To cut or not to cut, that is the question! Autumn brings about a number of important, and sometimes mind-boggling, questions regarding fall care for perennials and shrubs. Do you cut back those straggly daylilies? What about those grasses? In today’s blog, we will discuss what to cut and what to save!
Grasses: If your grasses are tall and stately with feathery tops, you might consider saving them until spring. Many grasses provide beautiful winter interest and natural habitat for birds and wildlife. Shorter or unruly ornamental grasses can be cut in the fall, late winter, or spring. If you choose to keep your grasses through the winter, be sure to cut them back in the spring. Clear debris from the centers of the grasses to encourage new growth.
Sedum: While sedum lose their foliage in the fall and can look rather gangly, the remaining blooms are snow-collecting platforms that turn to billowy, pillowy snow puffs in the winter. If you just can’t stand the look of sedum sticks in the fall, go ahead and cut them to the ground once the flowers die.
Dogwood Shrubs: Many varieties of Dogwoods can become huge and overgrown. You can reshape your dogwoods in the fall to keep its size more manageable. However, the twigs of Dogwood are found in shades of deep red, crimson, and yellow and make a wonderful, colorful addition to brighten a winter garden. If you do cut your Dogwood shrubs in the fall or early winter, be sure to keep the twigs for winter arrangements, window boxes, or outdoor patio pots with pine boughs and pine cones!
Hydrangea: Now is the time to cut your Hydrangea blooms for floral arrangements and for dried flowers! Pruning your hydrangeas varies for each type of Hydrangea shrub. Before you prune, find out what kind of Hydrangea you have to ensure the health and re-bloom of your shrub!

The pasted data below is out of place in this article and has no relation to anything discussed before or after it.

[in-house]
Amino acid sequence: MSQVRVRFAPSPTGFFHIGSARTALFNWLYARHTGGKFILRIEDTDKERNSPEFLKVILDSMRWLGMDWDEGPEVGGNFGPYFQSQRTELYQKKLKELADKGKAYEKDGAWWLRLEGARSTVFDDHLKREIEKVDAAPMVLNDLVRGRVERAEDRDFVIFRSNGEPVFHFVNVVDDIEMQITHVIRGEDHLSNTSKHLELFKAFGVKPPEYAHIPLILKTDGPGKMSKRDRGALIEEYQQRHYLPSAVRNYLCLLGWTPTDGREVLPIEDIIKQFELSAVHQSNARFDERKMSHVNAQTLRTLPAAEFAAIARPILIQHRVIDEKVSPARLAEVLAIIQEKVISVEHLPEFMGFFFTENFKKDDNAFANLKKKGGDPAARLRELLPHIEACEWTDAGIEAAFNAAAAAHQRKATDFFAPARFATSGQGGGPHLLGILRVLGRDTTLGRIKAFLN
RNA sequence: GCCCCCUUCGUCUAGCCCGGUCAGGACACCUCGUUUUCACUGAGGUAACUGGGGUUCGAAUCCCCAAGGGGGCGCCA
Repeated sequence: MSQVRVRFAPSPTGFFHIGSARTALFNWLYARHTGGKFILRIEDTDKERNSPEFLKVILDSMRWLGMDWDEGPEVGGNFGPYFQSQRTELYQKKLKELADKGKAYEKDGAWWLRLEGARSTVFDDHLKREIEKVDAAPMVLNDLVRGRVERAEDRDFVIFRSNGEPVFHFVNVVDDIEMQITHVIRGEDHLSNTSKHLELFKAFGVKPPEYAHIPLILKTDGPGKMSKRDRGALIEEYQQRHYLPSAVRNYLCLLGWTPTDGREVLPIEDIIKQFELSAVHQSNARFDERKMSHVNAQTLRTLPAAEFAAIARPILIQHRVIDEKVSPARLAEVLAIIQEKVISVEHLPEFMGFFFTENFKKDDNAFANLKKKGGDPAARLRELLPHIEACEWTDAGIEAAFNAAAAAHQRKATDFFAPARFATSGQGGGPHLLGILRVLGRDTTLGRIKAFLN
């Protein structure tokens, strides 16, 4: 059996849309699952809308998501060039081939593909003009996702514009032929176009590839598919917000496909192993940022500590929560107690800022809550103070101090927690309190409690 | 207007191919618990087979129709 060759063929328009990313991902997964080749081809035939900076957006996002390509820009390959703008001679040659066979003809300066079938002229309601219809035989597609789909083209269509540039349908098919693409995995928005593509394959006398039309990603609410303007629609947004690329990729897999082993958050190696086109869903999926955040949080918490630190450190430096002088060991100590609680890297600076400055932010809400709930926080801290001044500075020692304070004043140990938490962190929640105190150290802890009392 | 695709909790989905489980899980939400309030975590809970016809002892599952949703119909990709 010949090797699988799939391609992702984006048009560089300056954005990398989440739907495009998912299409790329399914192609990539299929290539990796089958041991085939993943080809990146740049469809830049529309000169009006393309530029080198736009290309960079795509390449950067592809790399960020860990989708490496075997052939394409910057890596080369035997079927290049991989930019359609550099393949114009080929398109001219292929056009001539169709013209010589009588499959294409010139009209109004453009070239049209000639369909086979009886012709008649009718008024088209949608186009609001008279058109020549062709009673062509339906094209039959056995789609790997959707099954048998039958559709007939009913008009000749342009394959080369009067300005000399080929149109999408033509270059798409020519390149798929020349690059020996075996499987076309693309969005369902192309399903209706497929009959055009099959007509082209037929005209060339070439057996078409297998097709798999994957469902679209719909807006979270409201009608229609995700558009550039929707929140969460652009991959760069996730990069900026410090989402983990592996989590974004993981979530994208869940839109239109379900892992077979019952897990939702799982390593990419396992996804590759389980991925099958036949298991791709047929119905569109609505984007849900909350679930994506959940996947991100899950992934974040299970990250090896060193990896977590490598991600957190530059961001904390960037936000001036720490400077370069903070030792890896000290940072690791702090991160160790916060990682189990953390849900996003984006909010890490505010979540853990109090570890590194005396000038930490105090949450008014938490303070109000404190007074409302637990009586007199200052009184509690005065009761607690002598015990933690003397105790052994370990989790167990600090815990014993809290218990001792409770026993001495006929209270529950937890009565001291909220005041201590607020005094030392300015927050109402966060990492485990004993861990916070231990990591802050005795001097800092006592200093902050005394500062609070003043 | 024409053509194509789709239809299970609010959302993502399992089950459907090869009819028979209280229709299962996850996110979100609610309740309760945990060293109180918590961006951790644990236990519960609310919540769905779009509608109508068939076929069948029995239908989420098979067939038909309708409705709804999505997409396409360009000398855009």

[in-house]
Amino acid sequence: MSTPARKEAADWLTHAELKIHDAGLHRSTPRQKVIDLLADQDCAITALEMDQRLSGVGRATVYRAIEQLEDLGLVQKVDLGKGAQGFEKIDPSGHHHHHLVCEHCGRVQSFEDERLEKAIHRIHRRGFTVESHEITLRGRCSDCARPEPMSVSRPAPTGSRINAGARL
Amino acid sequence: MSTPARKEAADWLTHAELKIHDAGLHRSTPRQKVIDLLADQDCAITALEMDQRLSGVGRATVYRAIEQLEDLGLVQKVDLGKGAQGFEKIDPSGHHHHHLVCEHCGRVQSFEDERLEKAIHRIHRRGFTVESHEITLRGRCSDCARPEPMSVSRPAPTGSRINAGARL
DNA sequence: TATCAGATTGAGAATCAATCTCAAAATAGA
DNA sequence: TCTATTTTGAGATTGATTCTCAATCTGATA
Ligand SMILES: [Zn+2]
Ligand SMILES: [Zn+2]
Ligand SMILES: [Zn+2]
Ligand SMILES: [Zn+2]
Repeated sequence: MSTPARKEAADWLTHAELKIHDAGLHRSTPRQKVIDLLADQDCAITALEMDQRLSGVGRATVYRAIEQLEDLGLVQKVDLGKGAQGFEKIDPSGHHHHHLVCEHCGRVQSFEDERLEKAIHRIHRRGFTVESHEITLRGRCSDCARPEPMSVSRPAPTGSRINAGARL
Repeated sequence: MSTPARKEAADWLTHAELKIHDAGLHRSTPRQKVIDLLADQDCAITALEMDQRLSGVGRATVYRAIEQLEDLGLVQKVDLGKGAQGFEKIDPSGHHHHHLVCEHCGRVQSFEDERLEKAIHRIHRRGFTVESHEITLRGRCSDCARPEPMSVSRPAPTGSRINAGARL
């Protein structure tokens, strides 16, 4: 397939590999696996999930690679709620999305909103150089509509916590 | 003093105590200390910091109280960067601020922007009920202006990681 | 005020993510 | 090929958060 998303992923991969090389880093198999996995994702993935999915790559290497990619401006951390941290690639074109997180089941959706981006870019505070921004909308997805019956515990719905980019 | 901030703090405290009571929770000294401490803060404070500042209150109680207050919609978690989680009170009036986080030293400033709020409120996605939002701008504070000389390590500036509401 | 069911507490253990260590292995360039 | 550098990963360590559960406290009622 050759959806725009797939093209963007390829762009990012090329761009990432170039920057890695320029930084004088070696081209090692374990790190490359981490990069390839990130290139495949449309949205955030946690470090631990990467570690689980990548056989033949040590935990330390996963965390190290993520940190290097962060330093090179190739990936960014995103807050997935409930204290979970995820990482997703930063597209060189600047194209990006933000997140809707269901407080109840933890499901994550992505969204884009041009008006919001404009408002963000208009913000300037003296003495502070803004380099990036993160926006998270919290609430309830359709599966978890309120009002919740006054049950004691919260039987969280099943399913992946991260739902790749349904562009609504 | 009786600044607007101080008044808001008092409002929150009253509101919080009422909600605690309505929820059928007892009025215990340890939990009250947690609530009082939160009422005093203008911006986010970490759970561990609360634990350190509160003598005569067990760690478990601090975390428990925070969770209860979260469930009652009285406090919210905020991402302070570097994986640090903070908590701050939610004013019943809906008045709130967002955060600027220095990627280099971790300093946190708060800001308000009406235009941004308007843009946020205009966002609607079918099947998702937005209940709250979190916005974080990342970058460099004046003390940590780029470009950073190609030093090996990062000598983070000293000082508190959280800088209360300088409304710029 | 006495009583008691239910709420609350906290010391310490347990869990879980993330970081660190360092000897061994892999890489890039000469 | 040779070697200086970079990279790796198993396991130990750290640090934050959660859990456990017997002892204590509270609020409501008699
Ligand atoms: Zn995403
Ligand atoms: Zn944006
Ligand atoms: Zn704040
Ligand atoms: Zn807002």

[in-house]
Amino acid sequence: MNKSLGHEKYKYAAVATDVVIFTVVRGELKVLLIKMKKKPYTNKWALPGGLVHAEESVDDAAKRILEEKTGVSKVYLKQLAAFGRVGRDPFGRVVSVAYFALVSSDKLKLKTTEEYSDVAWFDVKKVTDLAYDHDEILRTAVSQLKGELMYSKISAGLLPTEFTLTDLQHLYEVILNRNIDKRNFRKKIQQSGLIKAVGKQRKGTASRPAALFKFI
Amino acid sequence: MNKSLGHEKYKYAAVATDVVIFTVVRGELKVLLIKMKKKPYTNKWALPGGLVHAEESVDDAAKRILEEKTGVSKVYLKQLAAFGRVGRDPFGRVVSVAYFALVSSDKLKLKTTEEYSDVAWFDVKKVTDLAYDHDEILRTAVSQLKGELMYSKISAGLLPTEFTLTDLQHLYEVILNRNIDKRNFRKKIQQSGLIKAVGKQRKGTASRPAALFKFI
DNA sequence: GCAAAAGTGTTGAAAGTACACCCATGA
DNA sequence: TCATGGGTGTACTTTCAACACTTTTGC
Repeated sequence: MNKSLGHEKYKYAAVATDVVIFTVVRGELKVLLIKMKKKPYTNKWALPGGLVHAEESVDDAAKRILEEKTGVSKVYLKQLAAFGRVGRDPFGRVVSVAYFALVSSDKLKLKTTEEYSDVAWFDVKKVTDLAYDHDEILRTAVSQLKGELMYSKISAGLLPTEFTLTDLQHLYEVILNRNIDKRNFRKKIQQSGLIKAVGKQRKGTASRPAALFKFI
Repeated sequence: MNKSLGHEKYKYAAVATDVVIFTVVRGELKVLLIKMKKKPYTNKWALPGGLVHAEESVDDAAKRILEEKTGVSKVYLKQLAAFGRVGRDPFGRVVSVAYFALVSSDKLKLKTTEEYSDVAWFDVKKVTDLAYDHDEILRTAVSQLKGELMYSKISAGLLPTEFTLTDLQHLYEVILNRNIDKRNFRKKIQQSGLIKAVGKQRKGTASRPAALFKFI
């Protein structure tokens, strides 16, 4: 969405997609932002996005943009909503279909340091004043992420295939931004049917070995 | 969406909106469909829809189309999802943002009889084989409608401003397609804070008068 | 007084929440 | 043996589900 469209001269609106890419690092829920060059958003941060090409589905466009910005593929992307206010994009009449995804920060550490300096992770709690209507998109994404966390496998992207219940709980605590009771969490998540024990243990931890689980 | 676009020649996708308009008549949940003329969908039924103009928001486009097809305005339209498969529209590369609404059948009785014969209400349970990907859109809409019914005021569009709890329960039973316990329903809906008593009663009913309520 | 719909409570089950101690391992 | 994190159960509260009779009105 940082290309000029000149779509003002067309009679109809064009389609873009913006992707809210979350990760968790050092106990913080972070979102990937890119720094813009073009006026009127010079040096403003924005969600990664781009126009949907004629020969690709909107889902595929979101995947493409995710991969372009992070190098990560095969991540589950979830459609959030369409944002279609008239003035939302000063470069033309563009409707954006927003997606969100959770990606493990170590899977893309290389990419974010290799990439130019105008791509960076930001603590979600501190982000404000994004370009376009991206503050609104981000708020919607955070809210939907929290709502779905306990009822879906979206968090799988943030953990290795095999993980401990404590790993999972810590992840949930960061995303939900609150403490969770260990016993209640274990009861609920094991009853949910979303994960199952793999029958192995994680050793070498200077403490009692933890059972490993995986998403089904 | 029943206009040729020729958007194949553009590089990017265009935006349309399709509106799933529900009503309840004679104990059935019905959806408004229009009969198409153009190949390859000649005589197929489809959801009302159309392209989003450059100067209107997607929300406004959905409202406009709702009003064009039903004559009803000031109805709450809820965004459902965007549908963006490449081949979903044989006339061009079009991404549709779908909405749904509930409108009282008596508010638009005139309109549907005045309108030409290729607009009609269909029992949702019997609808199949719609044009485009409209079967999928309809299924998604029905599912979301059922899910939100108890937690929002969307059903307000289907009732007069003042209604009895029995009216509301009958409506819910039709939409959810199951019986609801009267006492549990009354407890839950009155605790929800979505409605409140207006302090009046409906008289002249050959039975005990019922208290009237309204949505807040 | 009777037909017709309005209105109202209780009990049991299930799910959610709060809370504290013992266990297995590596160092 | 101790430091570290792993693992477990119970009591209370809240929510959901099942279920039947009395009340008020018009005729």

- Annabelle Hydrangeas can be cut to the ground in the fall, winter, or spring when only the sticks remain.
- Limelight, Vanilla Strawberry, Strawberry Sundae, and other Paniculata varieties can be cut up to 1/3 in the late-fall, winter, or early spring to maintain its shape and size.
- Endless Summer and Quickfire Hydrangeas set blooms on their old growth in the fall. If you prune them in the fall, you run the risk of cutting off the flower buds set for the spring. It is best to lightly prune these Hydrangeas right after they are done flowering, before August.
Autumn is an important season for turf management. During shorter days and cooler nights, turf begins to grow vigorously, filling in open areas, becoming more dense, and accumulating carbohydrates efficiently.
Experts agree it is important to apply a final round of fertilizer before the on-set of winter. This ensures turf roots remain healthy and allows the lawn to store food for winter. It also replenishes the nutrients used up over the summer and allows the plant to re-estabilsh itself after heat stress. Most importantly, the energy stored from fall fertilizer promotes better spring green-up the following year.
September is the best time to apply granular fertilizer to your lawn while overseeding. The benefits of this added step will increase energy reserves, build deeper roots, improve spring color, and reduce diseases. A well-developed grass root system can slow or prevent leaching of chemicals and some nutrients. Our Winterizer is a 8-9-6 and does have some phosphorus, so it is best to apply at the same time as your are overseeding your yard! Our stock has just arrived: stop in soon to get your winterizer and grass seed!